Superstition, throughout human history, has caused incalculable suffering. One way in which this has been manifested in relatively recent times is in the persecution of witches. While this does not lie purely at the feet of Christianity, its teachings and what happened to many accused witches, cannot be separated either.
When things go wrong, it is human nature to look for someone or something to blame. In primitive societies, when crop failures and pestilence took so many lives, it was not uncommon to blame people casting spells or using supposed evil forces in some way. When Christianity came, it did nothing to end such thinking. The devil and evil spirits were at work in the world, and these forces supposedly had human assistance at times. While modern thinking has led most people away from blaming others for things like crop failures, related attitudes persists to this day. For example, it is still not uncommon for many Christians to attribute disasters, droughts and other problems to god’s wrath.
Actions taken against witches
Most people have an idea of the kinds of actions taken against witches in medieval Europe. In those days, the use of torture was just fine as an investigative tool. The barbarity of these methods, involving everything from crushing skulls to maiming people with hot irons, pliers and the like, are too gruesome to possibly be described in words.
It is significant to note that some of the worst abuses were inflicted on women’s sexual organs and rape certainly took place. For anyone who has ever studied human psychology, it would be easy to link at least some of this sadism to the kinds of sickness that grows out of repressed human sexuality, which was common in the church-inspired thinking of the day. This is further evident in some of the stories that were told of sex orgies with demons and other supposed sexual depravations that witches were committing. While most would laugh at stories of people having sex with demons now, it was taken seriously by many then, including top church officials.
Regardless of the extent and the causes, those who survived the torture, and often the only way to do so was to confess, were frequently executed. Not only did they have to die for a “crime” that the modern world considers laughable, but they were often barbarically burned to death (since that resembled the eternal fate they would be facing). While it will never be known how many accused witches were killed over the centuries of the hunts, the medium estimate is around 50,000.
Christianity and witches
Of course, to blame all of these atrocities on Christianity is not fair. Generally, the witch hunts and executions took place in limited areas of Christendom and in regions that were facing a lot of upheaval (often religious in nature). Other areas saw very few, if any deaths. In addition, most of the trials were carried out by civil authorities, and those accusing others of witchcraft often did so for reasons ranging from revenge to a chance to acquire the accused’s possessions.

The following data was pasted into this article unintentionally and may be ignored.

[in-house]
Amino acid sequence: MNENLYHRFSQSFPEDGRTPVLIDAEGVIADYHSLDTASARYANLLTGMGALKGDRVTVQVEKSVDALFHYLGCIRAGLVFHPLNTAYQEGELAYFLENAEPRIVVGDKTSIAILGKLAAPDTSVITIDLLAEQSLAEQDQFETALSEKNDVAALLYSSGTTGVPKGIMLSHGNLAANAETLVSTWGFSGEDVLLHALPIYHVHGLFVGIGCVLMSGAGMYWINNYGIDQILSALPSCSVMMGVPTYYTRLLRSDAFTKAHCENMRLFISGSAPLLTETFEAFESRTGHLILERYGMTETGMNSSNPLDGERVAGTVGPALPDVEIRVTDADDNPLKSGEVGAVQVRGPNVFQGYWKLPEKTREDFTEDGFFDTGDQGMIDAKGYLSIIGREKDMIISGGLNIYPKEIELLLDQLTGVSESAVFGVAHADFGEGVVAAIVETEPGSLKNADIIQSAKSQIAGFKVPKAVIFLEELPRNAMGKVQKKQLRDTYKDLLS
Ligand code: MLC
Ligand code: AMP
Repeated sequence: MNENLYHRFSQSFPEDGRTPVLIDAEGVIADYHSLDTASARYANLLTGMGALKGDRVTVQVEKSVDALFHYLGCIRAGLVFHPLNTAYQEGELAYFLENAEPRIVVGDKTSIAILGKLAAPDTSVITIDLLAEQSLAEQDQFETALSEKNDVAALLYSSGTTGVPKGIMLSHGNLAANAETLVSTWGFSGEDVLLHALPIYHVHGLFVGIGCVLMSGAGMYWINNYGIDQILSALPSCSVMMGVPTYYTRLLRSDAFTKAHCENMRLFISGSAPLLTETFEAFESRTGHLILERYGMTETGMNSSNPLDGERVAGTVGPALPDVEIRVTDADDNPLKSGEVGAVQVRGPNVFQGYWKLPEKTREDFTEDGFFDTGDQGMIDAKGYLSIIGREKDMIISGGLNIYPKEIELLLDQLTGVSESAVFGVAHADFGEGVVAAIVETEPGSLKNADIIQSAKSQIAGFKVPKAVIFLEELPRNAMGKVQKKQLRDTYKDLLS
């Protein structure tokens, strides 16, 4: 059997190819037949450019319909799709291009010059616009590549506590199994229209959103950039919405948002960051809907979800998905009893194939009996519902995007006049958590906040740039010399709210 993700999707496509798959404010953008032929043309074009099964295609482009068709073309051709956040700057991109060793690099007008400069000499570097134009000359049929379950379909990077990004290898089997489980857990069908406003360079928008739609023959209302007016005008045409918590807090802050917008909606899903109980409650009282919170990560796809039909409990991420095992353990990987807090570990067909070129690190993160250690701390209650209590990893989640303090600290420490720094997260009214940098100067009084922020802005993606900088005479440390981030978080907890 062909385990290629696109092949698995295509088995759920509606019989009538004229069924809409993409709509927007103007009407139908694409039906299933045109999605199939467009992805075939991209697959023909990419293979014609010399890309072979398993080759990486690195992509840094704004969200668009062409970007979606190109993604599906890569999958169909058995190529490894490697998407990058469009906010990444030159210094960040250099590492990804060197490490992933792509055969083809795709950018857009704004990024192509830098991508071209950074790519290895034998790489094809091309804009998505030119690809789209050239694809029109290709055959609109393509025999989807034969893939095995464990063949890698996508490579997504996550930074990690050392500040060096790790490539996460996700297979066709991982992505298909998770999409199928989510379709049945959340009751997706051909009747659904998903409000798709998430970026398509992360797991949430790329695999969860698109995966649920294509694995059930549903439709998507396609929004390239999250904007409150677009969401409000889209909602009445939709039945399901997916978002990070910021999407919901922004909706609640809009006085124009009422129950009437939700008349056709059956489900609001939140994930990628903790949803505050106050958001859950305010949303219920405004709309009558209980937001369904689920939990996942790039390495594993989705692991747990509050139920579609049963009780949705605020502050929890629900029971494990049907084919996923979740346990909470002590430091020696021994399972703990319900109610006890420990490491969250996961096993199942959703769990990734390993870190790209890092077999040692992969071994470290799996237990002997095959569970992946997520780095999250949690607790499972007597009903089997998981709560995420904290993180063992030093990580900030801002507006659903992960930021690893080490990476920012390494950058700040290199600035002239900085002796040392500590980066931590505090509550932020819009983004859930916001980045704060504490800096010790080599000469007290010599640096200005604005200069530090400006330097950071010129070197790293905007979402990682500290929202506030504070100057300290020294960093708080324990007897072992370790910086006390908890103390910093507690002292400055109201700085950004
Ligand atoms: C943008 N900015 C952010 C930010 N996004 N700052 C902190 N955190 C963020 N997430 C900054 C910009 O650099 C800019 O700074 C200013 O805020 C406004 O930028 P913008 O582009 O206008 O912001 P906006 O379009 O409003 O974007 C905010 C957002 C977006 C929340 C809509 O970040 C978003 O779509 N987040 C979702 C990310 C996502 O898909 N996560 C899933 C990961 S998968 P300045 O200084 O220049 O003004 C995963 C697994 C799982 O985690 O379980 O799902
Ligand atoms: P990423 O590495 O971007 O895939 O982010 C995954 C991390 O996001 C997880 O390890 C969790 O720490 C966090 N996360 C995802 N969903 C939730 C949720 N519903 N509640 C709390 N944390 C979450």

First, there is the atmosphere that Christianity created in this most religious of times. Christianity had a huge influence on people’s lives, and there is no separating its teachings from the thinking of the time. The single-minded thinking it fostered was not conducive to dissent and rational debate. Heresy and witches were real and needed to be stamped out. Anyone who appeared different was suspect, and it was only natural to assume they were working for evil forces the church taught were everywhere. In a more open, tolerant and less fearful climate, which religion should be striving for, such a movement would not have taken off.
Secondly, even if Christian institutions at the time were not carrying out the majority of the trials, etc. directly, they certainly were behind them and could have stopped them. Pope Gregory IX in 1231 issued a bull that invoked the use of civil punishment as a tool against witchcraft. If divine guidance was making its presence felt, it was to support the persecution and not to stop it.
Finally, if there is any one line of text anywhere that made the atrocities of the witch hunts possible, it is in the bible. Exodus 22:18: Thou shalt not suffer a witch to live (note that “suffer” means “allow” in modern usage), was taken very seriously by those who persecuted witches. There is no way the atrocities could ever have been carried out to the extent they were, if at all, without those words.
Christianity has never owned up to the suffering these teachings caused. Those who suffered are long dead, but the horrible injustice remains.